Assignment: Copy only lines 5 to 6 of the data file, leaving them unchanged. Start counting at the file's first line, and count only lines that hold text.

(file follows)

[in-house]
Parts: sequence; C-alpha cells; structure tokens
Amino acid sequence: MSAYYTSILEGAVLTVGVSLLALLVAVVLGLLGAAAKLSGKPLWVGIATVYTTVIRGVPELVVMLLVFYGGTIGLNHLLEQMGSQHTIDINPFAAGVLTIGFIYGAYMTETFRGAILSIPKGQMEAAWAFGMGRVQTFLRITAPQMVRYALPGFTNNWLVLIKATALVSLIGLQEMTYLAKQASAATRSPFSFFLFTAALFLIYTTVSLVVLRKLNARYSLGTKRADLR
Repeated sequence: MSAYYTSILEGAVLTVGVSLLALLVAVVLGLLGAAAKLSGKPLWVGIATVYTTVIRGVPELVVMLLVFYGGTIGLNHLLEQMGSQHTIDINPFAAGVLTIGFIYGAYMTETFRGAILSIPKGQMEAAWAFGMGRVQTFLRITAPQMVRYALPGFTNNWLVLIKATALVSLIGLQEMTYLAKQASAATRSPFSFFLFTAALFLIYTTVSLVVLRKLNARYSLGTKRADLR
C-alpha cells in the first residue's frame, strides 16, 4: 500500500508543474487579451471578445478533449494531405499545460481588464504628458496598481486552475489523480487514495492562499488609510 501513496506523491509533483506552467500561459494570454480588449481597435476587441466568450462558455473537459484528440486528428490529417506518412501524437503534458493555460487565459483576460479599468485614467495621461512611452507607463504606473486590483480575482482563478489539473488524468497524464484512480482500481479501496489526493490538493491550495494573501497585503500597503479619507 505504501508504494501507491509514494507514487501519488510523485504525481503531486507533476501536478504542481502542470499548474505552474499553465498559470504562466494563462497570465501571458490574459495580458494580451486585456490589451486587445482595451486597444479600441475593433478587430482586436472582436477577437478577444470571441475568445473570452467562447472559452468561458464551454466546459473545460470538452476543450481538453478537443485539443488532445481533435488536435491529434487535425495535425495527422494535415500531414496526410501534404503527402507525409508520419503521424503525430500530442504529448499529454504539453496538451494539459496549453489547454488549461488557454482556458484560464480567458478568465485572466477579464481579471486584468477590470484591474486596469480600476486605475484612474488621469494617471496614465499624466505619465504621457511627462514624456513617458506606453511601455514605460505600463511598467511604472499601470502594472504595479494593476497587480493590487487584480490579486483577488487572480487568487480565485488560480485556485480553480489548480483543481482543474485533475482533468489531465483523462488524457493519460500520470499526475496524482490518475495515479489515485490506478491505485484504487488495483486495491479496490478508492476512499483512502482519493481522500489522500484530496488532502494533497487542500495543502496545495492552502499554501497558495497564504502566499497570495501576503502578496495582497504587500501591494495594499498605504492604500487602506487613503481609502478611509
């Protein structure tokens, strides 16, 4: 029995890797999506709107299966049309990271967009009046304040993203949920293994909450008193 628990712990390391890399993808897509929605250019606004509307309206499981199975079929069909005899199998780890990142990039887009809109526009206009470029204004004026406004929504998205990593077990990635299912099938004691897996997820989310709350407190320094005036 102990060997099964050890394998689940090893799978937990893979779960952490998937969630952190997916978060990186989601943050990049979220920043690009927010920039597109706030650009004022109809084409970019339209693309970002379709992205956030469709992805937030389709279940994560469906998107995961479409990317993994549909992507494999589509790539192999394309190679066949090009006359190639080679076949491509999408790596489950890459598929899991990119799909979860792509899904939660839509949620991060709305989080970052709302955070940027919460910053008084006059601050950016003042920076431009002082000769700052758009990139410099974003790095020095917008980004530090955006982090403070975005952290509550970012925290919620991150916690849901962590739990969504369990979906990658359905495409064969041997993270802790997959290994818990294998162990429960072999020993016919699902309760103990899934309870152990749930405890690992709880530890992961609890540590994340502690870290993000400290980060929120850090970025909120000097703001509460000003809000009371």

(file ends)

C-alpha cells in the first residue's frame, strides 16, 4: 500500500508543474487579451471578445478533449494531405499545460481588464504628458496598481486552475489523480487514495492562499488609510 501513496506523491509533483506552467500561459494570454480588449481597435476587441466568450462558455473537459484528440486528428490529417506518412501524437503534458493555460487565459483576460479599468485614467495621461512611452507607463504606473486590483480575482482563478489539473488524468497524464484512480482500481479501496489526493490538493491550495494573501497585503500597503479619507 505504501508504494501507491509514494507514487501519488510523485504525481503531486507533476501536478504542481502542470499548474505552474499553465498559470504562466494563462497570465501571458490574459495580458494580451486585456490589451486587445482595451486597444479600441475593433478587430482586436472582436477577437478577444470571441475568445473570452467562447472559452468561458464551454466546459473545460470538452476543450481538453478537443485539443488532445481533435488536435491529434487535425495535425495527422494535415500531414496526410501534404503527402507525409508520419503521424503525430500530442504529448499529454504539453496538451494539459496549453489547454488549461488557454482556458484560464480567458478568465485572466477579464481579471486584468477590470484591474486596469480600476486605475484612474488621469494617471496614465499624466505619465504621457511627462514624456513617458506606453511601455514605460505600463511598467511604472499601470502594472504595479494593476497587480493590487487584480490579486483577488487572480487568487480565485488560480485556485480553480489548480483543481482543474485533475482533468489531465483523462488524457493519460500520470499526475496524482490518475495515479489515485490506478491505485484504487488495483486495491479496490478508492476512499483512502482519493481522500489522500484530496488532502494533497487542500495543502496545495492552502499554501497558495497564504502566499497570495501576503502578496495582497504587500501591494495594499498605504492604500487602506487613503481609502478611509
């Protein structure tokens, strides 16, 4: 029995890797999506709107299966049309990271967009009046304040993203949920293994909450008193 628990712990390391890399993808897509929605250019606004509307309206499981199975079929069909005899199998780890990142990039887009809109526009206009470029204004004026406004929504998205990593077990990635299912099938004691897996997820989310709350407190320094005036 102990060997099964050890394998689940090893799978937990893979779960952490998937969630952190997916978060990186989601943050990049979220920043690009927010920039597109706030650009004022109809084409970019339209693309970002379709992205956030469709992805937030389709279940994560469906998107995961479409990317993994549909992507494999589509790539192999394309190679066949090009006359190639080679076949491509999408790596489950890459598929899991990119799909979860792509899904939660839509949620991060709305989080970052709302955070940027919460910053008084006059601050950016003042920076431009002082000769700052758009990139410099974003790095020095917008980004530090955006982090403070975005952290509550970012925290919620991150916690849901962590739990969504369990979906990658359905495409064969041997993270802790997959290994818990294998162990429960072999020993016919699902309760103990899934309870152990749930405890690992709880530890992961609890540590994340502690870290993000400290980060929120850090970025909120000097703001509460000003809000009371």